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Tart Cherries Fight Pain and Inflammation Naturally

Sour or tart cherries (also known as pie cherries) can reduce inflammation. There is actual scientific evidence that tart cherries fight pain.

When most people experience pain they take NSAIDs (nonsteroidal anti-inflammatory drugs). Physicians prescribe medications like celecoxib (Celebrex), diclofenac (Cataflam, Voltaren), meloxicam (Mobic), naproxen (Anaprox, Naprosyn) or piroxicam (Feldene). People often take over-the-counter drugs like ibuprofen (Advil, Motrin IB, etc) or naproxen (Aleve) to relieve pain. But NSAIDs can cause serious side effects including high blood pressure, fluid retention and swollen feet, heart attacks, strokes, irregular heart rhythms (atrial fibrillation), heart failure and dangerous digestive distress (bleeding ulcers). Can tart cherries fight pain without such scary side effects?

How Well Do Tart Cherries Fight Pain?

Q. My 54-year-old husband has severe pain and swelling in his feet and legs after a long day at work. This morning I gave him a 4-ounce glass of tart cherry juice with his breakfast.

When he got home from work, he was in a great mood and told me he felt great and nothing hurt. When I told him it was the cherry juice he was amazed. Now he wants it every day.

A. Tart cherry juice contains natural compounds that have anti-inflammatory activity and can ease pain (Osteoarthritis and Cartilage, Aug. 2013). Other readers have reported similar benefit.

One wrote:

“I used tart cherries to cure a gout attack and it worked. The real news is that the pain from osteoarthritis of the hip joint also diminished.

“I’ve been able to reduce my use of Celebrex by half and still have less pain.”

Anyone who would like to learn more details about cherries and other natural approaches for gout, arthritis, fibromyalgia or plantar fasciitis may be interested in our book, The People’s Pharmacy Quick & Handy Home Remedies.

Other Readers Agree on the Benefits of Cherries:

Here is what some other readers report:

Rick B shared this:

“I am a believer in cherry concentrate syrup. I take it on a regular basis to prevent the gout. Cherries and cranberries have always done a good job of keeping my uric acid lower. Thus, whole cranberries and cherries are a regular addition to my diet. I suffered from the gout for many years before I learned about these two.”

Anne offered a similar story:

“Two or three weeks ago I wrote and asked if tart cherry juice would help pseudogout. I’ve been drinking an ounce or two 3-4 times a day for the past couple of weeks and have had greatly diminished pain. My left knee and toe had been affected for a long time.”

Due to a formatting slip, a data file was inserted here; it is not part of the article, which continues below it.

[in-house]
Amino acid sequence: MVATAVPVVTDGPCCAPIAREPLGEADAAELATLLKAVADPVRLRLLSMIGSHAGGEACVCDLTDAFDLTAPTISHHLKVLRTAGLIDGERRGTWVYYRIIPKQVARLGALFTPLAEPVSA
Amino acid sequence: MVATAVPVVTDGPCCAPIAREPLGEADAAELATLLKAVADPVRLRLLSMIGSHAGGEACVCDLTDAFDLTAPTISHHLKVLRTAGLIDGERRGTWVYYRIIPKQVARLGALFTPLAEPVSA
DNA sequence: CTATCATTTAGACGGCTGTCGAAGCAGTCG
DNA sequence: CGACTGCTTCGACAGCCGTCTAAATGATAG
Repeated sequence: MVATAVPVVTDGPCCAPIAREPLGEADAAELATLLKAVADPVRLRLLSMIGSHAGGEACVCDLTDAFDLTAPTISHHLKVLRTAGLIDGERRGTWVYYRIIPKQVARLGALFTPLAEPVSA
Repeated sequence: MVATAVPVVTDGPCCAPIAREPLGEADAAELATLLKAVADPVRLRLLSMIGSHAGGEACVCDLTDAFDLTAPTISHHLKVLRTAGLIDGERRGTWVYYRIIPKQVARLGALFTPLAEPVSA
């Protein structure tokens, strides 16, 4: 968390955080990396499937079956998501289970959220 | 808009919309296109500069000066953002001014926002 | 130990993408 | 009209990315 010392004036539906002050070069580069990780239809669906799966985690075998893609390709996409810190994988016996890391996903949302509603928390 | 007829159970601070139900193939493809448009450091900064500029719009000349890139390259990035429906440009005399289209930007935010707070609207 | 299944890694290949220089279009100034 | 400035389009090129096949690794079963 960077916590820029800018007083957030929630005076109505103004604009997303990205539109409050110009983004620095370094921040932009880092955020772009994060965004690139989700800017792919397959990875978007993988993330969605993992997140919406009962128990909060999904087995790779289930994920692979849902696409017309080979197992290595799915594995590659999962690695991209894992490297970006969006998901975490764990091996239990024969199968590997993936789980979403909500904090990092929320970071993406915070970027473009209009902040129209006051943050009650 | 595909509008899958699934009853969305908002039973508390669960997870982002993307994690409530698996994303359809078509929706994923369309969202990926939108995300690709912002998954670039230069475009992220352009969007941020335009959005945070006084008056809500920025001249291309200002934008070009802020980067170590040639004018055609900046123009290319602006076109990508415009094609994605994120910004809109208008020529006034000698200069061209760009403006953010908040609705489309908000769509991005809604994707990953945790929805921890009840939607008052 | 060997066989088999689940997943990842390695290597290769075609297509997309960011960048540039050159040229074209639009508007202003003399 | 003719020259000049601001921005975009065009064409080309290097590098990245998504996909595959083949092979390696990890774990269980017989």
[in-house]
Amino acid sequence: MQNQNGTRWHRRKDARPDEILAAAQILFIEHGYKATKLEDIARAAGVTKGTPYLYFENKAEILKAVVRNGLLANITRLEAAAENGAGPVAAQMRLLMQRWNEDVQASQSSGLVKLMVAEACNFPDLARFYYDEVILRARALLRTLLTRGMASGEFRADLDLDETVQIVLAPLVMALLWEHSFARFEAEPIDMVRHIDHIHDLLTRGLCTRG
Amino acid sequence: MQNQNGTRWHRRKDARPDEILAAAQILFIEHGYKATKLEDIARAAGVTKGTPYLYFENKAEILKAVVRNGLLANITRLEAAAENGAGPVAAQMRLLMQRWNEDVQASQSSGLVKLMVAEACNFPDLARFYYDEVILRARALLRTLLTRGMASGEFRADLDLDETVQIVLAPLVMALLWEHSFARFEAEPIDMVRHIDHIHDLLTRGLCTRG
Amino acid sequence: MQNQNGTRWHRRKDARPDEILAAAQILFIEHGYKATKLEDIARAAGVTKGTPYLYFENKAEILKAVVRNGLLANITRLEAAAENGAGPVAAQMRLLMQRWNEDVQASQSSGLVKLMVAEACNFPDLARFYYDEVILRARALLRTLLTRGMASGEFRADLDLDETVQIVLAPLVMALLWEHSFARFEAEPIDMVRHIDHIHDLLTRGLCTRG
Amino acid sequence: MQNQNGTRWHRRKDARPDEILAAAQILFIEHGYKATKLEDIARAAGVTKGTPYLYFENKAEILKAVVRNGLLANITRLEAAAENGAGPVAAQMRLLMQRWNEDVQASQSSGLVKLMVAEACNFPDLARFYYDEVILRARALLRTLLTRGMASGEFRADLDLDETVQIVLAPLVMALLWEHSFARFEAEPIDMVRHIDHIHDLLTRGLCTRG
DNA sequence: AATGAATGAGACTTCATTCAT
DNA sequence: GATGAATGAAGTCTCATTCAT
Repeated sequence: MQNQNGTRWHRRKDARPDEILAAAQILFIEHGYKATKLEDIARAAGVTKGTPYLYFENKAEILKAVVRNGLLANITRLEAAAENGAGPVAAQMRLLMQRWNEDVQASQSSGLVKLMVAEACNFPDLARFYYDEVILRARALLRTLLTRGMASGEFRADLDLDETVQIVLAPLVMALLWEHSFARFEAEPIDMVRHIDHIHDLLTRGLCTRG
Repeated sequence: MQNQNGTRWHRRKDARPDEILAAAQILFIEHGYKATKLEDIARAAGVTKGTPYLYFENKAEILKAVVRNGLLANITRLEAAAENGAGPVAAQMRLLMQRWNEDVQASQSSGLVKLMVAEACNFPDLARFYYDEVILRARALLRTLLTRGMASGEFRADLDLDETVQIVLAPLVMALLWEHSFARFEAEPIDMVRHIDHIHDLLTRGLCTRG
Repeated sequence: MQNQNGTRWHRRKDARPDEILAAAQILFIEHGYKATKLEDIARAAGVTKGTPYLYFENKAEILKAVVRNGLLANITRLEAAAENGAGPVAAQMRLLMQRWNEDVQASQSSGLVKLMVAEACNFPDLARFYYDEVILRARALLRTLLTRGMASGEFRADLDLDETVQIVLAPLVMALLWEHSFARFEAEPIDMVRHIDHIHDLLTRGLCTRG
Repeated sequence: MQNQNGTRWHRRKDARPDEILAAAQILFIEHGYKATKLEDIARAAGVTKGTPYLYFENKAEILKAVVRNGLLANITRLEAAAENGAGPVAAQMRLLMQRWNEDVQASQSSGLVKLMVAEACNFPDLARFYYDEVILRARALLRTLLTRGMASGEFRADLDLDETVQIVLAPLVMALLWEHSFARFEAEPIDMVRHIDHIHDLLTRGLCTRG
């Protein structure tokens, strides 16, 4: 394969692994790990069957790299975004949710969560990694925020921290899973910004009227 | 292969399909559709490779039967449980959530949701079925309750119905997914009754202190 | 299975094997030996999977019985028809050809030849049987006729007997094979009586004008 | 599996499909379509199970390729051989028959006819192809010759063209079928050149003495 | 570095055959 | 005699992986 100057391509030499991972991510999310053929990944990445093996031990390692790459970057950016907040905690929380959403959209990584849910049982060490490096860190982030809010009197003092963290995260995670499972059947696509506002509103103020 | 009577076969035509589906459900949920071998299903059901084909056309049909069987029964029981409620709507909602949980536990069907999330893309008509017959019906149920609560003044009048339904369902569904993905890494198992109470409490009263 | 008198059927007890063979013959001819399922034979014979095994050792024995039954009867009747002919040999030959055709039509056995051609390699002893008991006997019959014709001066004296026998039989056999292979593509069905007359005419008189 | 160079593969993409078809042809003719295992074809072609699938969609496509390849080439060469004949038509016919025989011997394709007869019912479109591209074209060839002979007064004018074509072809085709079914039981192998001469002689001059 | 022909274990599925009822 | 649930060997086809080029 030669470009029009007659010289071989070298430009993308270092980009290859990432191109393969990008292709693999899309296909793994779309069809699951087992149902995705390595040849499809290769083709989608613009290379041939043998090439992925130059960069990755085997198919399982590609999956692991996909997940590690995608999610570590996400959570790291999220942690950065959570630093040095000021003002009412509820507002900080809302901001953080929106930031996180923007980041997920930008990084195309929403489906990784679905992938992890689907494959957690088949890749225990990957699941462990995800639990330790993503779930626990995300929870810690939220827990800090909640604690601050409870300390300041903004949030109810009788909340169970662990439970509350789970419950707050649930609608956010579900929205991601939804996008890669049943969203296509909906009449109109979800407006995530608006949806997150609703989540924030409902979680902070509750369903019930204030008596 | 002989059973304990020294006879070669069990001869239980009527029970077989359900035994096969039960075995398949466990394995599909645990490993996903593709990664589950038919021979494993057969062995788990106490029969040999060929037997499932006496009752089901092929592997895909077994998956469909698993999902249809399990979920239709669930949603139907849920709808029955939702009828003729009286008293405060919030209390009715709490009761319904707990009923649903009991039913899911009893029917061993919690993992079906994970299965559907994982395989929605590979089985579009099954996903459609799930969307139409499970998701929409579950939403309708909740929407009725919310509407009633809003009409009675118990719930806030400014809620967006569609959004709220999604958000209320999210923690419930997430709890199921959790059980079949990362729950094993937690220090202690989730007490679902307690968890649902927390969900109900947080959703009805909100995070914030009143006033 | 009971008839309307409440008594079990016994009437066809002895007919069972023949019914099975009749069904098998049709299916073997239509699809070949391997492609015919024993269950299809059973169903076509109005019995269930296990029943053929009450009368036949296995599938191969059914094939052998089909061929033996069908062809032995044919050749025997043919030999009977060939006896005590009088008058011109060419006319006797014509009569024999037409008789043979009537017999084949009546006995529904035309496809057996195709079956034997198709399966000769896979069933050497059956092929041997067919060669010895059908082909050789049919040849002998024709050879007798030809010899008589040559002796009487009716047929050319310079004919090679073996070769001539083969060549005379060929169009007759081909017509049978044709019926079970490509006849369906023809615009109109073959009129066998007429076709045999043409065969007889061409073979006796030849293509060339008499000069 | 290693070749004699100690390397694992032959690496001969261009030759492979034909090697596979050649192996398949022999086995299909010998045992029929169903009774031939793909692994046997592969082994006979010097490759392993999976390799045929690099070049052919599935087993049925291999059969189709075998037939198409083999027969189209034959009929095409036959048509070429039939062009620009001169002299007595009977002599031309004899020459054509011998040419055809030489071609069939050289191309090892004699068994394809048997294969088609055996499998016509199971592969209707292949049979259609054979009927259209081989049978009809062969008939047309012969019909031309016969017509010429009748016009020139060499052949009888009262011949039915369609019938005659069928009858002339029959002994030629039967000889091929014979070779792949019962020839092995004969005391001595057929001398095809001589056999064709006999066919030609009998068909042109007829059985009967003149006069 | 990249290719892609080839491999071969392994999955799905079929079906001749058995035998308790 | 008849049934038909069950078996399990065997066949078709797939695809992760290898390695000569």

Cindy and her painful heel:

“Not long ago I developed a painful heel on the left side. I have no idea why, nor had it ever happened before. It got so bad I was literally hobbling at times. I bought some tart cherry extract and began using it (1-2 T each night, in a little water), and the pain almost immediately disappeared. I used the cherry juice for about a month, then ran out… and I noticed that the pain DIDN’T return, so I haven’t even bought any more. THANK GOD for the cherry juice!”

Tap Dancing Again After Cherries:

 Q. I was on Celebrex but experienced side effects. A friend recommended that I try Brownwood Acres tart cherry juice. It took four weeks to kick in, but at the ripe old age of 79 I’m tap dancing again. It worked for me.

A. We are more than a little impressed that you are still tap dancing at the age of 79. A lot of people would just like to be walking comfortably without pain at that age.

We’ve heard from others that tart or sour cherries or cherry juice might ease joint pain from gout. Your testimonial is terrific, and we suspect others will want to try cherry juice for arthritis as well. The brand you mention is available at www.brownwoodacres.com or (877) 591-3101.

How Much Cherry Juice is Enough?

The research protocol in the study mentioned above used a dose of two 8-ounce bottles of tart cherry juice daily. Some readers find Montmorency cherry juice concentrate is more economical. That way you can add the juice to sparking water for a pleasant fizzy drink.